AIST Stories No2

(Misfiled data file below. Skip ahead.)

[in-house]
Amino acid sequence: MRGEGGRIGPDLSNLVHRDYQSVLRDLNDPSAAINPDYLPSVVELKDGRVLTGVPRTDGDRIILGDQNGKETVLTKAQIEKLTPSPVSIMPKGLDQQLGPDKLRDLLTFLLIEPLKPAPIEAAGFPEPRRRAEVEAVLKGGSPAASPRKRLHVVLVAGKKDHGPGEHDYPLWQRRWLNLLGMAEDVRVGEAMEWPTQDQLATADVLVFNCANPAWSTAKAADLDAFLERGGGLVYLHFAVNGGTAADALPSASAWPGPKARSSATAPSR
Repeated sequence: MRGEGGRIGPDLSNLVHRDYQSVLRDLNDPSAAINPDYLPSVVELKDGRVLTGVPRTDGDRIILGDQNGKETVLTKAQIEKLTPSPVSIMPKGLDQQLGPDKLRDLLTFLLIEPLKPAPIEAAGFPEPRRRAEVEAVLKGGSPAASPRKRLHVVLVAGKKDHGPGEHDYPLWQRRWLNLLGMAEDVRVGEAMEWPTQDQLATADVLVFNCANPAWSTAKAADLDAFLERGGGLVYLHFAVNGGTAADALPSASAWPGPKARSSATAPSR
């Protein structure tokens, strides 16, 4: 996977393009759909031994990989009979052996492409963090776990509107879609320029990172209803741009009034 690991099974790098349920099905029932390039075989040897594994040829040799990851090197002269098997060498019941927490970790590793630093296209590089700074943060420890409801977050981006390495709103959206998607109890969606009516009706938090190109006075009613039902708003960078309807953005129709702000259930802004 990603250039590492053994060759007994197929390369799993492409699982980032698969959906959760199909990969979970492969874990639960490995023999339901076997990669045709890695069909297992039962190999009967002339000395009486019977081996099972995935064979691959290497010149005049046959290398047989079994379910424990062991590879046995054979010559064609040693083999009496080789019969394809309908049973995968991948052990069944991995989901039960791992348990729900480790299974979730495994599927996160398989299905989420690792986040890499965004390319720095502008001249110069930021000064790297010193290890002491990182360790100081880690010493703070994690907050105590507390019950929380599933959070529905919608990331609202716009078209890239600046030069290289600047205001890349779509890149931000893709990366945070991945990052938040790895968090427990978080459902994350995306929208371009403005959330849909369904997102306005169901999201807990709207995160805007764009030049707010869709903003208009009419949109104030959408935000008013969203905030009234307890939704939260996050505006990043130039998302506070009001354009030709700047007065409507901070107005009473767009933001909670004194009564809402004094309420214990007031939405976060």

20From AIST to the Innovative WorldWe need a personal dosimeter that we can use easily in our daily lives!After the accident at the Fukushima Daiichi nuclear power plant that was triggered by the Great East Japan Earthquake in 2011, radioactive material was scattered over a large area, mainly in Fukushima Prefecture. Even outside the evacuation zone, there are many places where there is still concern about radiation exposure in daily life, such as areas with small hotspots of high radioactivity. Therefore, people in such areas have a strong desire to know what radiation doses they are receiving and in what situations, at an individual, day-to-day level. Being able to understand exposure conditions is also very important for evacuated residents who are planning to return home.What is required in this situation is a radiation dosimeter. However, the dosimeters used by staff who deal with radiation professionally are large and are not designed for use in daily life. Meanwhile, most previous compact dosimeters require frequent battery changes and are not equipped for checking values at arbitrary times or displaying trend data. Because of these and other problems, there are very few products that suit the requirements of personal use.So what is needed is a dosimeter that can be carried by individuals and can conveniently measure doses day by day over a long period. With such a dosimeter, daily life situations that result in higher doses can be easily understood; with this understanding, unnecessary radiation exposure can be avoided.To meet these requirements, in 2011 AIST initiated a project for "Developing and applying portable radiation detectors that employ MEMS technology" and gathered together a diverse team of researchers. In 2012, they developed a "compact radiation integration dosimeter" that can be mass produced, record doses for intervals of a specific duration, and give a warning when the radiation level is high.AIST's comprehensive capabilities enabled low power consumption and a compact designEven with a battery, a buzzer and an outer case, the weight A compact dosimeter that can operate with the same battery for over a year (left) and a display unit (right). As well as pockets, the dosimeter can be put into a child's nametag.A compact personal dosimeterReliably Measuring Invisible Radiation so Residents can Return Home without FearMaking the most of AIST's miniaturization and energy-conserving technologiesCompact dosimeter development teamThanks to the development of a compact dosimeter that can continuously monitor radiation levels, people in areas where there is still concern about the effects of radiation can conveniently measure their radiation exposure day by day, identify situations that cause exposure in their daily lives, and avoid unnecessary exposure. It is hoped that people who were evacuated after the Fukushima Daiichi nuclear accident will be able to return to their homes soon. Through use in decontamination plants and robots working in the power station, the dosimeter may lead to real-time measurements of the progress of the clean-up process.AIST in present day living! Our life and society will change in this way!